Today HACSU State Secretary Paul and Assistant State Secretary Kate, alongside other union leaders met with the Office of Minister for Health, Jenny Mikakos regarding the issues impacting HACSU members.
We were advised that whilst the measures being taken in Victoria are helpful, more time is needed to determine whether we’re seeing a ‘flattening of the curve’. Thanks to HACSU members for your diligent efforts in the fight against this virus.
It was noted today that more than 10% of the cases are health care workers, some of have contracted the virus during work, but most are those who have returned from overseas travel, or had been in close contact with someone who had the virus.
We have requested clarity about supplies of Flu Vaccines and will advise members when we have more information.
The recent release of DHHS guidelines from earlier this week have been found by employers to be difficult to interpret, in relation to specific areas of work. We have asked for the Minister’s office to provide more clarity, so that there is less room for interpretation that may place workers and clients at risk. We raised our concern that the guidelines are not being applied consistently and that they need to be more specific, especially in the mental health sector, where the guidelines seem to be related more to general acute inpatient units.
Any changes employers who wish to make changes must consult with the union prior to any changes occurring. Please get in touch with us if you see any changes that you don’t think we have been consulted on.
In terms of PPE; there are still supply issues, which the Minister’s office believes will continue for the foreseeable future. The Government is exercising all available options to get access to PPE, including specifically chartered flights; they are taking this issue very seriously. The Department continue to prioritise those workers who are most at risk, including in emergency departments and intensive care units. The Minister’s office is also taking stock across the state to ensure there is fair distribution. They are not recommending that masks are required for all client interactions.
We have raised the issue of PPE being available for mental health seclusion reviews, given the risk to clinical workers. The Minister’s office advised they are currently undertaking a review of seclusion methods, in light of COVID-19.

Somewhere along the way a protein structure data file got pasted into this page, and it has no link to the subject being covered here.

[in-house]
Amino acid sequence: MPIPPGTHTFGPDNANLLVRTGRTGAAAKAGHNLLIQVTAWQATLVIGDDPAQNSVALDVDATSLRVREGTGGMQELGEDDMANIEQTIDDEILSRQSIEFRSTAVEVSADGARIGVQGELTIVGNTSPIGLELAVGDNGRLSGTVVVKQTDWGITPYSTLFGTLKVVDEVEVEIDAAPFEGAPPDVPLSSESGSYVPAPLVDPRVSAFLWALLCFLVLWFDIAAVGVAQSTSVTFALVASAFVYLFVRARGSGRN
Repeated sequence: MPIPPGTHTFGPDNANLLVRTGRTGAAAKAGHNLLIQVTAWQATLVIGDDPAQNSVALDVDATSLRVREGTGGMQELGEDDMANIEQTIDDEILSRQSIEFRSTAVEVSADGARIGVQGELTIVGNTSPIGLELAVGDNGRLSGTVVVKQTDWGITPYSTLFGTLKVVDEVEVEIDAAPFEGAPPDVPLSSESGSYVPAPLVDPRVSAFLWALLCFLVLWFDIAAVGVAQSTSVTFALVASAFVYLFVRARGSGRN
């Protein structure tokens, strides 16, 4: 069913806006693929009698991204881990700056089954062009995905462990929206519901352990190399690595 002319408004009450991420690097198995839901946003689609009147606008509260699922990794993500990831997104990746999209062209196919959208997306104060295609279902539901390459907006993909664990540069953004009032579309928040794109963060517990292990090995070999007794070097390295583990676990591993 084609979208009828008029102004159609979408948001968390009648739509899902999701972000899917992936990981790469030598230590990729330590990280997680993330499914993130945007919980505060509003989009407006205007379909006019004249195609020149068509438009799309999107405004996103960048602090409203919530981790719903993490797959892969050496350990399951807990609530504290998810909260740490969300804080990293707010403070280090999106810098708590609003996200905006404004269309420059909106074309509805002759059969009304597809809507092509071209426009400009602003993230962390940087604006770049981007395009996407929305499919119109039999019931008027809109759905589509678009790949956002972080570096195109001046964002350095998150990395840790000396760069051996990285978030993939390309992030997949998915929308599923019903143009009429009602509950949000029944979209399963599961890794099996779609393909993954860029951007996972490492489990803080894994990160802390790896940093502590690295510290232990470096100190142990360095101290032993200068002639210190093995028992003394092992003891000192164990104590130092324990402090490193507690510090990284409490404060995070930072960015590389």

The Government has shown high levels of concern for healthcare workers and the increased risk of infection, so have increased the level of requirements for hospitals dealing with patients that have an unknown status and in high risk areas.
We have asked Minister’s office for a non-touch thermometer be made available at each and every disability house, and that temperatures are taken for everyone entering the house (workers, clients and visitors) prior to entry. If someone has a fever, they should not be in the workplace and should return home and seek medical advice in line with current policy.
We have also been in contact with mental health employers regarding changes to rostering. Workers are being encouraged to employ social distancing measures, including during handover. Members may be notified about roster variations in the coming weeks. No worker should be worse off; if you are concerned about these changes, please call HACSU as soon as possible on 1300 651 931.
Quotes from Kate Marshall, HACSU Assistant State Secretary in relation to today’s announcement of free childcare for all essential workers:
“Today’s announcement of free childcare for children of all essential workers is an extraordinary and highly necessary measure to ensure HACSU members can get to work, knowing their children are safe and well cared for.
This is also important for the thousands of low-paid workers who normally rely on grandparents, due to the high costs associated with childcare, who can’t at the moment because of the risk this virus poses to older Australians.
Being a proud single mother of two young girls, I know now that I can continue to focus on providing HACSU members with the best possible outcomes, while my girls are safe, secure and happily at play at their regular centre.
To HACSU members, and other union members across the country; know that this and other important measures recently announced to improve workers’ rights are outcomes of your strength and solidarity. We’re here, and our collective voice is being heard.”
Kate also spoke with officials from Health Services Union branches across Australia today about the Fair Work Commission’s recent proposal to vary 103 Modern Awards. The FWC is seeking to vary awards by including two weeks unpaid special leave for pandemics. HACSU does not agree with leave being unpaid and will writing a submission to that effect.
Gender Equity & Women’s organisations have united today on the impact of COVID-19. HACSU has been involved today in distributing a joint statement calling on Government to address the impact on women and gender diverse people, who are often already disadvantaged in our community and our workplaces. The statement was accompanied by a list of ten immediate asks for Government:
Finally, we wanted to share this lovely quote we received from a HACSU member today:
“I would like to thank all HACSU representatives for their hard work, dedication and members support, during the current unknown circumstances that await all. The impact COVID-19 has had in such a short time is devastating beyond measure.
During this time of hardship, all HACSU members I’m sure are grateful beyond measure, for the representatives who are endlessly advocating for immediate changes required and supports needed, to assist with job losses etc. in these distressing times.”
We again extend out thanks to all members who are on this journey with us. Times are tough but we have the collective strength of the union around us, and it keeps us pushing forward together.